Jay: Tristan is right, though, that a lot of cases, consumers don’t fully understand that information they provided to Facebook initially is now mineable by any site that they authenticate using Facebook, within reason. When that becomes more widely understood, I think there may be a little bit of a backlash. Are you, as an industry yourself and the competitors in this space already thinking about, “How do we make sure that this doesn’t become a regulated issue?” That you sort of self-police before it gets to that point?

Jamie: Yeah, definitely. I mean, it’s a concern of ours obviously. We’re responsible for storing and managing this data. There are all the technical challenges around privacy and security and encryption and that sort of thing. But in addition to that, it’s just there’s a much more important question, which is the main user experience. We are seeing privacy advocates and that conversation evolving.

By and large, where we kind of find it’s important from a self-policing standpoint is aligning the give to the get. So, what is the data that the user is giving up, and can they see a direct correlation or direct line for how that information is going to be used to make their experience better? So, in the context of sharing your social graph of, “We’re requesting a list of the all your friends – give me all 1,500 of your Facebook friends.” Well, if there’s no reason, if there’s nothing on the other side of that transaction, then it becomes sort of hollow and you get a lot more backlash.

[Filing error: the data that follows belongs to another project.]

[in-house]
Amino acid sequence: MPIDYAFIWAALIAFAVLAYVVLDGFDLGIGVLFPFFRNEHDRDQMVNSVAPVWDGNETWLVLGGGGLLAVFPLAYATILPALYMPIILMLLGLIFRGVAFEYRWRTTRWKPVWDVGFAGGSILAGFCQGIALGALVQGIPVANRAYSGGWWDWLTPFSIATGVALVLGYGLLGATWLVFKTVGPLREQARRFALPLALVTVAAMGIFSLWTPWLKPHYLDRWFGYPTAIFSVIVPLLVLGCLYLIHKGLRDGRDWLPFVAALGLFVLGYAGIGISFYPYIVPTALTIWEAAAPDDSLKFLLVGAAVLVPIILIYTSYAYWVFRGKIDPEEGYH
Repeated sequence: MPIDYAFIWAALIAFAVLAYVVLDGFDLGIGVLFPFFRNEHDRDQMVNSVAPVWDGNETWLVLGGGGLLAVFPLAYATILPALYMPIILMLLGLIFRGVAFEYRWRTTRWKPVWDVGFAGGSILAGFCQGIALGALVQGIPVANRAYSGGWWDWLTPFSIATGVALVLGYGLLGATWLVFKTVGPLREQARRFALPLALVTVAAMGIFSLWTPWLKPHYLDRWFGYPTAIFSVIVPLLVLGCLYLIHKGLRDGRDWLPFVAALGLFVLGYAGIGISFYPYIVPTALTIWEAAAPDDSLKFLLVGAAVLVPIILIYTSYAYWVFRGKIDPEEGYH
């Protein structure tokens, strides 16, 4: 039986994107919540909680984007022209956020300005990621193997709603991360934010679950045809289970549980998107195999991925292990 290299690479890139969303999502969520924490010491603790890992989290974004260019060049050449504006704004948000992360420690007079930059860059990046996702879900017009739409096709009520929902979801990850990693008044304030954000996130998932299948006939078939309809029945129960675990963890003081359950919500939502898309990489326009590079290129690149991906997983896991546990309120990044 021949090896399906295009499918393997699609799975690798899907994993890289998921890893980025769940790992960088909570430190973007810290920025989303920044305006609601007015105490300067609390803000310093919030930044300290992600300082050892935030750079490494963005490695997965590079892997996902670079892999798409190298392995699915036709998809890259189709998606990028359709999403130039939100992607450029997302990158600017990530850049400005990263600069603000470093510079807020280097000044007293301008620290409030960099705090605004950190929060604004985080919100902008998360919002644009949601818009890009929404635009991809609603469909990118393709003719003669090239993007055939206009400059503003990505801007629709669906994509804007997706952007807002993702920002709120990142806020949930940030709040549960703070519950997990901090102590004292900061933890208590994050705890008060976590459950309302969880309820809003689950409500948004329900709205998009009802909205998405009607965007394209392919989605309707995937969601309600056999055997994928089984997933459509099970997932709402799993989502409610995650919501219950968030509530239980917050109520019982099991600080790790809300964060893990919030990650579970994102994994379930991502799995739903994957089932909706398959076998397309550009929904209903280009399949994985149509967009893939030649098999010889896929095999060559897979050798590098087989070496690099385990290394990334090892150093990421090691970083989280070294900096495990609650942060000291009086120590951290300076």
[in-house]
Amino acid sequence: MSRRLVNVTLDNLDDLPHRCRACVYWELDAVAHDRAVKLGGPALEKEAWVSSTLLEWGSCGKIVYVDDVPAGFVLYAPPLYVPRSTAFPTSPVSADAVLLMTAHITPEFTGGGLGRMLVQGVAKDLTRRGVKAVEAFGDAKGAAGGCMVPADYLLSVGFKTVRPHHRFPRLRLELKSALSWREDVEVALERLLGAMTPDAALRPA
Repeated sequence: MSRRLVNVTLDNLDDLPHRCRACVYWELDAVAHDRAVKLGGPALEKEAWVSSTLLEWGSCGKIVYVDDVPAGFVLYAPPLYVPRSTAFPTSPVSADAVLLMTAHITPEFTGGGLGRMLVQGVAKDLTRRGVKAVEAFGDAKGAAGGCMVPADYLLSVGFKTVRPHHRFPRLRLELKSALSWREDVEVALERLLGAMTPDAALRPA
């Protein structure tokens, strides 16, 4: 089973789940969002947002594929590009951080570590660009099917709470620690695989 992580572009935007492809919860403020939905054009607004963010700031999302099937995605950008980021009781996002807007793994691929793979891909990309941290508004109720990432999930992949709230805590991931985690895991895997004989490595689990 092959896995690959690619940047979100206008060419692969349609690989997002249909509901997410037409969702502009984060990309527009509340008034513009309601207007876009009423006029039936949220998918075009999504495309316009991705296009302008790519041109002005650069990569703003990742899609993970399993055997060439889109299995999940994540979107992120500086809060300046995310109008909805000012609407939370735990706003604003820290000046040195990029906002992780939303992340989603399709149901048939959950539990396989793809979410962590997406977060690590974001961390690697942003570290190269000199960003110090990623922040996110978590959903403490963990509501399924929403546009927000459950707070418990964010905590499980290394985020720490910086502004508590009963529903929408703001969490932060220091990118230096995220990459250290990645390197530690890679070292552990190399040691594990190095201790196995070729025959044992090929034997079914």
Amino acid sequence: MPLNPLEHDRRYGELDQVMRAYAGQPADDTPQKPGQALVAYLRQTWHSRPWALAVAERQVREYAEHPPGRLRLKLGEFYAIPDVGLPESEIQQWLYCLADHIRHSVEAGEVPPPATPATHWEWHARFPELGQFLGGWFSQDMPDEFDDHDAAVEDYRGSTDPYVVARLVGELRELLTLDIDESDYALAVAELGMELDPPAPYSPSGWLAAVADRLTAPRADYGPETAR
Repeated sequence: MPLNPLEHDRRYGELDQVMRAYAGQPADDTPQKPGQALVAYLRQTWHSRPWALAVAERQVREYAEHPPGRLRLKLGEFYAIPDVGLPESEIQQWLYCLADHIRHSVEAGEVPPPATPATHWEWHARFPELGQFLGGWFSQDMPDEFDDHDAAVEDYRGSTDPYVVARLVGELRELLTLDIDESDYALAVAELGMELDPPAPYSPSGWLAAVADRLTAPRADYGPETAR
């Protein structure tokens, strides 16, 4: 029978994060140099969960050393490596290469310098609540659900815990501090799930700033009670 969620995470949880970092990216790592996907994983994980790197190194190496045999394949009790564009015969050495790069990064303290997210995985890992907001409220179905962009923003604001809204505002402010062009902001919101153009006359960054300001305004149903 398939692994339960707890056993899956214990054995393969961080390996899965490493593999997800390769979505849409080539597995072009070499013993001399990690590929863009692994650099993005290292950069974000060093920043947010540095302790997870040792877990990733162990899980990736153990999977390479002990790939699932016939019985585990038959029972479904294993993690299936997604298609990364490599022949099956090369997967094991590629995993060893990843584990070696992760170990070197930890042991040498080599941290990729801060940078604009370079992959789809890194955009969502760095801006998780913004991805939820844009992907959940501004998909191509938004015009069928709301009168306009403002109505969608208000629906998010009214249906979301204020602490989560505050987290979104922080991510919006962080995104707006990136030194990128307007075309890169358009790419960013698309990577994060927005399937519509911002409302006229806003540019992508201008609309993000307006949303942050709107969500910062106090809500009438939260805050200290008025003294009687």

When we align that experience to say, “Well, we want your list of friends so that we can show you which of your friends are also members of this website,” or “so that we can make smarter recommendations to you of who might be interested in the same types of things that you are,” in that context, it makes it much easier to say, “I want to send a message out to all of my friends.” Well, obviously you need to know who your friends are so you can share that message to them.

Those are the kind of things that make sense in terms of a user having some comfort around whether they want to opt into an experience like that.

Social Sign-On Garners Higher Conversion Rates

Jay: You have seen at some level, fairly consistent conversion rate increases through the use of social log-in. Otherwise, why would site owners even take the trouble? Is that true? Is there some sort of measurement around, “Look, you might have gotten on average a 3% response rate. Now it’s a 6% response rate because people can essentially fill out the form with one click instead of actually filling out the form.”

Jamie: Yeah, exactly. I think there’s a lot of great documentation in the space about how any sort of form or any sort of required fields that you’re putting into a registration form drops the conversion. Typically, we see customers with more registrations just from implementing our software, so just from implementing the technology, but then as we sort of work with them in a more consultative way to look at the site experience and then integrate other elements of the site experience together.